Indeed, it features a ‘Donut’ mode, steering with 50° of lock, a hydraulic handbrake, and plenty of Easter eggs including an LED lightbar that dances and flickers in tune with your drift, plus plenty of TikTok friendly camera mounts. Sadly, it’ll likely only ever be a one-off.

    Click here to read our review

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  4. Abarth 500e

    Abarth 500e

    And so we arrive at the first of the cars on our list that you can buy here and now. The 500e is Abarth’s take on the all-electric Fiat 500 (what a surprise!), with the headline stats 152bhp and 173lb ft, 0-62mph in seven seconds flat and a top speed of 96mph.

    You’ll have noted the slightly more assertive looks of course – bodykit, bigger wheels, front lip, rear diffuser etc – and the somewhat garish paintjob, but what you can’t see is the waterproof, mudproof speaker under the rear bumper designed to mimic the exhaust note of a petrol Abarth 695. Fun at first, but quickly gets annoying.

    More numbers? It weighs in at 1,410kg – hardly featherlight, but not bad for an EV, and it happily holds its own down a B-road too – while under the skin it gets a 42.2kWh battery for up to 164 miles of range. Prices start from £34,195, and the Cabrio from £37,195.

    Click here to read our review

  5. Cupra Born VZ

    Cupra Born VZ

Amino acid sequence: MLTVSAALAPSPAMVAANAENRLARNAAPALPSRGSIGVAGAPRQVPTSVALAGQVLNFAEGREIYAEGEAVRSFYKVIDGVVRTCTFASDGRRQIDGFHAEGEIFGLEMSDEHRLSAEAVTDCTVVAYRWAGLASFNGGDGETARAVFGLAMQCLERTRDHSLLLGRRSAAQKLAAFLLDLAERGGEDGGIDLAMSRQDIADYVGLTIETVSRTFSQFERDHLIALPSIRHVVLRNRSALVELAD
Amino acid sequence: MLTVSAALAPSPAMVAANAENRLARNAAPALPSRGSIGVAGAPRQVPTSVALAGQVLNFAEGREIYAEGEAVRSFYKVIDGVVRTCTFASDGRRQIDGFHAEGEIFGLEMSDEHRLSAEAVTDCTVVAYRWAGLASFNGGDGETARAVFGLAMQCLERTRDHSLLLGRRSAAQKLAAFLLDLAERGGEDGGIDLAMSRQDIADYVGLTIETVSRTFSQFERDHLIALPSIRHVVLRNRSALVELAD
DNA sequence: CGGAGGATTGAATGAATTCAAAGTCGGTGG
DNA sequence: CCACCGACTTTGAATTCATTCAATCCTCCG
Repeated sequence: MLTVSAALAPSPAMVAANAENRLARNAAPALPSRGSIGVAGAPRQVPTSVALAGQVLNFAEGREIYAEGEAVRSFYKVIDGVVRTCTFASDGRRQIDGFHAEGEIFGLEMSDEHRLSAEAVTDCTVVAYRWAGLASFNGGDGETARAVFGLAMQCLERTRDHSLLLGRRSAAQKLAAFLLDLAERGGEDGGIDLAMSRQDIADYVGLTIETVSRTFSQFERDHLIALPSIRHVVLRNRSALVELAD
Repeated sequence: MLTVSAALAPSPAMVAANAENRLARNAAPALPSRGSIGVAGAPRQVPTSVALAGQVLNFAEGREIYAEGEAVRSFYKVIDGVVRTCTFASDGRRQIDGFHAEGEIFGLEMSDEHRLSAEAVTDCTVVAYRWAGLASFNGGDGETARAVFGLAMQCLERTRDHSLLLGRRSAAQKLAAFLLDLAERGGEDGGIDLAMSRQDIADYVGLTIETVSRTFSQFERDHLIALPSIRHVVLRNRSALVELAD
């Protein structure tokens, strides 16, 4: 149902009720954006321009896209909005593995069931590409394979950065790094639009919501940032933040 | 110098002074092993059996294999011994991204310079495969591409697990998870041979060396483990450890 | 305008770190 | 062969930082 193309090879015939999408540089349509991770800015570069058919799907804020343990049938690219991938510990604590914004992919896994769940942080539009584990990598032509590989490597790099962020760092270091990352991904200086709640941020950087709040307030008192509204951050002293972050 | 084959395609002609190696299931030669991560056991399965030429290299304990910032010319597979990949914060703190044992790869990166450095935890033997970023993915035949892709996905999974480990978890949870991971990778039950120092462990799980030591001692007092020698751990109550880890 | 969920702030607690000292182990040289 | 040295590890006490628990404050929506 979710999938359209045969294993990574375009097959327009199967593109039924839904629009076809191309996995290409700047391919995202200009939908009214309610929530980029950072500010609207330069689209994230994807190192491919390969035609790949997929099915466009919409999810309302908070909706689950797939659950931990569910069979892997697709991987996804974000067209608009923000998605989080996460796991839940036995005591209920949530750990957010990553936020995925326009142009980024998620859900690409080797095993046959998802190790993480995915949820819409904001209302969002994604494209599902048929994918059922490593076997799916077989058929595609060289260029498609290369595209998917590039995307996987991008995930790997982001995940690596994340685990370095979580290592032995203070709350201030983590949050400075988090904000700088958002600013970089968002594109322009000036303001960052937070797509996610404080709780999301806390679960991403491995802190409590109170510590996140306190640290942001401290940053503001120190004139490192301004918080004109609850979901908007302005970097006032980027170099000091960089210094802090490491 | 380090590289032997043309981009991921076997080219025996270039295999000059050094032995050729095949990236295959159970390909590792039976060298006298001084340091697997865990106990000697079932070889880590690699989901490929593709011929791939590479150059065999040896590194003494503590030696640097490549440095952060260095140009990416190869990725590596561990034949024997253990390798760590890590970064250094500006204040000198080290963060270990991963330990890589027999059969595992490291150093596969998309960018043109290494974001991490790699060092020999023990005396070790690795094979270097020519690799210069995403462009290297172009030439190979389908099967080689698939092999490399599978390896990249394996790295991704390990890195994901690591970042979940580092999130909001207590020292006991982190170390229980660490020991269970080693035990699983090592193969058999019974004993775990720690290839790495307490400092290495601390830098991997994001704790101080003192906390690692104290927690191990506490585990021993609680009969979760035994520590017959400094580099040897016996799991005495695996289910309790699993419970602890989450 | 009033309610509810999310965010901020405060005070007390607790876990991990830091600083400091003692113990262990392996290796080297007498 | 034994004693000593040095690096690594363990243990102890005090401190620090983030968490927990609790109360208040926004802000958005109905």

Launched back in 2019, the Cupra Born was the Spanish firm’s first all-electric model and, based on our six-month ownership, a pretty likeable one at that too. Now, there’s a hotter version on the way: meet the Cupra Born VZ, short for ‘veloz’, or ‘fast’ in English. Apt.

    We’re told power has been boosted by 40 per cent to 322bhp and torque by 75 per cent to 401lb ft over the regular Born, resulting in a 0-62mph time of 5.7 seconds (down a whole second) and a limited top speed of 124mph (up by 25mph) compared to the previous quickest version. Sounds pretty darn healthy enough to us.

    That extra performance is complemented by chassis tweaks including a revised damper and spring setup, recalibrated steering and brakes, and bigger 20in rims, while Cupra quotes 335 miles of range thanks to its upped 79kWh battery capacity. Full prices to come later this year.

    Click here to find out more

  6. Mini Cooper SE

    Mini Cooper SE

    You’ll be familiar with the Mini Electric by now of course, with its 181bhp electric motor, 145-mile range and 32.6kWh battery. You’ll also likely know that there’s a new one on the way, and every version will wear the more performance focused Cooper nameplate.